Caterpillar makes further tracks into the power sector20 July 1998
Following recent acquisitions worth more than $2 billion, Caterpillar has formally announced the setting up of a new organisation, the Power Generation group. To be headed by James Parker, the mission of the new group is to "expand the company's presence in the world's power generation market."
"Establishment of this new organisation will enable Caterpillar to build on what has been a focused, two-year effort to offer our customers every conceivable resource for generating and supplying power...," said Gerald Shaheen, vice president – engine products, Caterpillar Inc.
This two-year effort has entailed a series of strategic acquisitions, including purchase of MaK Motoren GmbH in 1996, Perkins Engine Division in 1997 and Kato Engineering in April 1998 – to expand the product line. Packaging capabilities have also been improved through a June 1996 joint venture agreement with Emerson Electric.
The company can now supply power plants in a range that extends from several kW to 100 MW, with single unit sizes ranging from 8 kW to 16.2 MW.
The added emphasis on power generation is expected to be an important factor in Caterpillar's long term growth as a corporation. The company, based in Peoria, Illinois, USA, intends to grow from $19 billion sales in 1997 to $30 billion in 2006.
Planning for a dominant share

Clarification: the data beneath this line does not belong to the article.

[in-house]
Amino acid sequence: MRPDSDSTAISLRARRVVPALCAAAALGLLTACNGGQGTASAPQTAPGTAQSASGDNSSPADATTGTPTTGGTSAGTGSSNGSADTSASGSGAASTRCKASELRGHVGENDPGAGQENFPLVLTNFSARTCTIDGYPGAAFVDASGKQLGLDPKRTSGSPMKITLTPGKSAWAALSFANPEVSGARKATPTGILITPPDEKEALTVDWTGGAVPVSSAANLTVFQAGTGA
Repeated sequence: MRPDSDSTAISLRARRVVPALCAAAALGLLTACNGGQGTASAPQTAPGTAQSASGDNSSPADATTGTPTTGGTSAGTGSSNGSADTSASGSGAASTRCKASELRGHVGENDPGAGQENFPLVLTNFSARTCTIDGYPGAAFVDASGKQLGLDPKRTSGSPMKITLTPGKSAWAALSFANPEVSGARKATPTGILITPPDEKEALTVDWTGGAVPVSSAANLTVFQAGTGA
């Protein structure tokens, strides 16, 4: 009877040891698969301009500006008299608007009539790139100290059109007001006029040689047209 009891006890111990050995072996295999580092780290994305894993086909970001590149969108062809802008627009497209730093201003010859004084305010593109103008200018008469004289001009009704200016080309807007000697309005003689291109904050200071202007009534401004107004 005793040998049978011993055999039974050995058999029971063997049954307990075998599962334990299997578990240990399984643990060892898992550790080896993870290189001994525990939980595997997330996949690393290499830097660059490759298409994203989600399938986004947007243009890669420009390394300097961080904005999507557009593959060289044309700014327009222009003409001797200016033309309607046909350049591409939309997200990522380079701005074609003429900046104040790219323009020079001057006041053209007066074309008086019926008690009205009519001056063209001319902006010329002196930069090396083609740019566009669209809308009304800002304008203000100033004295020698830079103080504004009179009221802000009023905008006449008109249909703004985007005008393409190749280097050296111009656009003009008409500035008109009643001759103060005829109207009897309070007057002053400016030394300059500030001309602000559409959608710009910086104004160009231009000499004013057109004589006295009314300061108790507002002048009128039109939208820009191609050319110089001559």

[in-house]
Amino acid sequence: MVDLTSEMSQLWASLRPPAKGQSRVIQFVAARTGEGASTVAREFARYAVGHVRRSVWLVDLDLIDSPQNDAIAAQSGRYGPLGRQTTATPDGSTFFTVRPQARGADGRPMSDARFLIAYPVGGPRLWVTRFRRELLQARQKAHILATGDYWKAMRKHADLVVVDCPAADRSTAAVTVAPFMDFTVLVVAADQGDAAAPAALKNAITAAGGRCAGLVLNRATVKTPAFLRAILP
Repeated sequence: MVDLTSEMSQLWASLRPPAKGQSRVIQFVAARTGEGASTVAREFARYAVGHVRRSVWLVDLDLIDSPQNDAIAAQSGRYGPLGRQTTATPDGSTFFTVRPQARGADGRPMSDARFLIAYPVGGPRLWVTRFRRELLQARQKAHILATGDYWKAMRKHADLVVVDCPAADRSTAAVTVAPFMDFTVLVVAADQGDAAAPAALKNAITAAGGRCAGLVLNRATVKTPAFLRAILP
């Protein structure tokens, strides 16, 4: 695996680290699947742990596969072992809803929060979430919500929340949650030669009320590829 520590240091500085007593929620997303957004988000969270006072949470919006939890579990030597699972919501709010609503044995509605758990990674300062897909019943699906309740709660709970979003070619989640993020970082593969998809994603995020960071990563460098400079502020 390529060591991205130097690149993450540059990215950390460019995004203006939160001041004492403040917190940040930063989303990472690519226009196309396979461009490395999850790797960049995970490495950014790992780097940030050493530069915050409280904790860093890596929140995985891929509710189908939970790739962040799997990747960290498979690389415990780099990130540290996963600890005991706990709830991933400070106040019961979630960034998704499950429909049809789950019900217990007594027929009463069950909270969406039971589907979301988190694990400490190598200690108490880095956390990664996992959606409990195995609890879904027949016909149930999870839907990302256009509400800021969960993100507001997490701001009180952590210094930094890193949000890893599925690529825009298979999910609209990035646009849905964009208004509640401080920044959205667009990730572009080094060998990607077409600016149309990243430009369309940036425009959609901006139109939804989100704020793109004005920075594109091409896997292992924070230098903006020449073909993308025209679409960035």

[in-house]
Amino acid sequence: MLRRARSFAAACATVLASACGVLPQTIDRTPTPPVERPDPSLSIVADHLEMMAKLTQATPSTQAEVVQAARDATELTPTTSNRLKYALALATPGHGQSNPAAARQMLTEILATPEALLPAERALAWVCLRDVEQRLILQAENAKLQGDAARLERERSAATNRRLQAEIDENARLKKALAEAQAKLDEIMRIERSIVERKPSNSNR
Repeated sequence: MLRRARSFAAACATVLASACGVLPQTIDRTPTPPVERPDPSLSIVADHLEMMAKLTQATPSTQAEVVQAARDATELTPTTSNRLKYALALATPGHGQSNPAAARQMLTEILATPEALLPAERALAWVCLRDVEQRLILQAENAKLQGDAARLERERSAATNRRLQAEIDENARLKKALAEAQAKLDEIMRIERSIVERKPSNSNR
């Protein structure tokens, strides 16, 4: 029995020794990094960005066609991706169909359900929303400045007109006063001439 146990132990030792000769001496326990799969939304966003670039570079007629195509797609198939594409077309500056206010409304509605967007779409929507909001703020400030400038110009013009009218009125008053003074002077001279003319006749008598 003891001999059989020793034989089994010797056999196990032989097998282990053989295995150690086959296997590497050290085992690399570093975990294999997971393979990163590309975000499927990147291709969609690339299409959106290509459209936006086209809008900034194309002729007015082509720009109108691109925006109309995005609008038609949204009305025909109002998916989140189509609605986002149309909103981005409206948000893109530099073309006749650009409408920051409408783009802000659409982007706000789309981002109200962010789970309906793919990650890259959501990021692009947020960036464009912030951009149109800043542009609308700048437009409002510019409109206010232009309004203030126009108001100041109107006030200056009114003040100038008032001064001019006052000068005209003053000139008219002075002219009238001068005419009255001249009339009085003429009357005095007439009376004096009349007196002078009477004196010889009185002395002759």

Caterpillar estimates that in 1997 it was the second largest provider of new generation capacity (second only to GE). But back in 1995, when Caterpillar analysed its position in the power business, the company realised it "didn't have the plans in place to capture a dominant share of the market."
In response the company recognised the need to: add a reciprocating engine product below 200 kW; extend its capabilities beyond 5000 kW; grow its existing Solar Turbines business into the 13 MW range; expand its packaging options and offer an array of sophisticated financing options.
James Parker says these goals have been achieved, mainly through the acquisitions, as well as a joint venture.
Kato Engineering, a major supplier of electric generators used in prime and standby power systems, was acquired from Rockwell Automation. Perkins Engines Division, manufacturer of small to medium diesel engines (200 hp and below) was bought from LucasVarity. MaK was the Krupp AG diesel business, specialising in medium speed engines.
The joint venture with Emerson Electric covered packaging of diesel generator sets by Emerson subsidiary F.G. Wilson, based in Larne, Northern Ireland. Currently sold in Europe, Africa, Asia, Australia and Latin America, in 1999 the generator sets will be distributed in North America after a new F. G. Wilson manufacturing facility is completed in South Carolina. A specialised packaging plant is also being built in Griffin, Georgia, to support diesel units above 1 MW.
New engines launched
Meanwhile, Caterpillar has announced the release of what it calls its "all-new" CM Series family of engines with the introduction of the CM32 and CM 43, with bores of 320 mm and 430 mm respectively. Both are being manufactured in Kiel at the facilities of recently acquired MaK.